Thirty-six earth-hours later the glorious golden disc of Venus lay broad and bright beneath them. Above was the blazing orb of the Sun, nearly half as big again as it appears from the earth, with Mercury, a round black spot, travelling slowly across it.
"My dear Bird-Folk!" said Zaidie, looking down at the lovely world below them. "If home wasn't home-"
"We can be back among them in a few hours with absolute safety," interrupted her husband, catching at the suggestion. "I've told you the truth about getting back to the earth. It's only a chance at best, and even if we pass the sun we may not have force enough left to prevent the Astronef from being smashed to dust or burnt up in the atmosphere. After all we might do worse-"
"What would you do if you were alone, Rollo?" she said, interrupting him in turn.
"I should take my chance and go on. After all home's home and worth a struggle. But you, dear-"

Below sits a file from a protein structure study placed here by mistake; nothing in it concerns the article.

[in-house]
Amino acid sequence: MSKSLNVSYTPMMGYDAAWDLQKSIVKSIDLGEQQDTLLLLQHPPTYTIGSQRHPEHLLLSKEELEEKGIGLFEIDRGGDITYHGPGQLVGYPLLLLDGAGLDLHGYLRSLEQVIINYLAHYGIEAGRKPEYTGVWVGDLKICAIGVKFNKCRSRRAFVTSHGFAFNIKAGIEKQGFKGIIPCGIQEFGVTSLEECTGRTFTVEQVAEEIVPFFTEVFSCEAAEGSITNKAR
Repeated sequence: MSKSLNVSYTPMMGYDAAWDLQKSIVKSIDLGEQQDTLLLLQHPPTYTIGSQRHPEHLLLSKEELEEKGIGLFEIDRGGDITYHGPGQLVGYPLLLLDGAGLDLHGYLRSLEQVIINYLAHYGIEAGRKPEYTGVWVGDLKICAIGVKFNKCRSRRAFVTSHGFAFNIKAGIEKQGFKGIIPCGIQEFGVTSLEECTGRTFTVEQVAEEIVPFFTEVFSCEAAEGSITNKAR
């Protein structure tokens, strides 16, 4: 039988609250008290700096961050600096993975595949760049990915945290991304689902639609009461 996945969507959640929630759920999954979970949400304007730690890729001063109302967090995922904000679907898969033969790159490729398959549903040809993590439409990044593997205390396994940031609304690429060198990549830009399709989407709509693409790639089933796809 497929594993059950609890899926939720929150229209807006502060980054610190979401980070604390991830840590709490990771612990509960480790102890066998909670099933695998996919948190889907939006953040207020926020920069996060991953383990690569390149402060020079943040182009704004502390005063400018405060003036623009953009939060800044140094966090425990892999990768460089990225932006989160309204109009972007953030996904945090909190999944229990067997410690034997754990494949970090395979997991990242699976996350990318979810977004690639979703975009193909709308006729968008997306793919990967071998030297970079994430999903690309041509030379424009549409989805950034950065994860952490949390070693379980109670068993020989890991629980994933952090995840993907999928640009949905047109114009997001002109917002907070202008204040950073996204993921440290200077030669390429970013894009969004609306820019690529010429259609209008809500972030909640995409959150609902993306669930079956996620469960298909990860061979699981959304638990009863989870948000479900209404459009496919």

"I'm you, and so I take the same chances as you do. Besides, we're not perfect enough for a world where there isn't any sin. We should probably get quite miserable there. No, home's home, as you say."
"Then home it is, dear!" he replied.
The vast, resplendent hemisphere of the Love-Star sunk down into the vault of space, growing swiftly smaller and dimmer as the Astronef sped towards the little black spot on the face of the sun, which to them was like a buoy marking a place of utter and hopeless shipwreck in the ocean of immensity.
The chronometer, still set to earth time, had now begun to mark the last hours of the Astronef's voyage. She was not only travelling at a speed of which figures could give no comprehensible idea, but the Sun, Mercury, and the Earth were rushing towards her with a compound velocity, composed of the movement of the Solar System through space and of the movement of the two planets round the sun.
Murgatroyd was at his post in the engine-room. Redgrave and Zaidie had gone into the conning-tower, perhaps for the last time. For good fortune or evil, for life or death, they would see the end of the voyage together.
"How far yet, dear?" she said, as Venus began to slip away behind them, rising like a splendid moon in their wake.
"Only sixty million miles or so, a matter of a few hours, more or less —it all depends," he replied, without taking his eyes off the compass.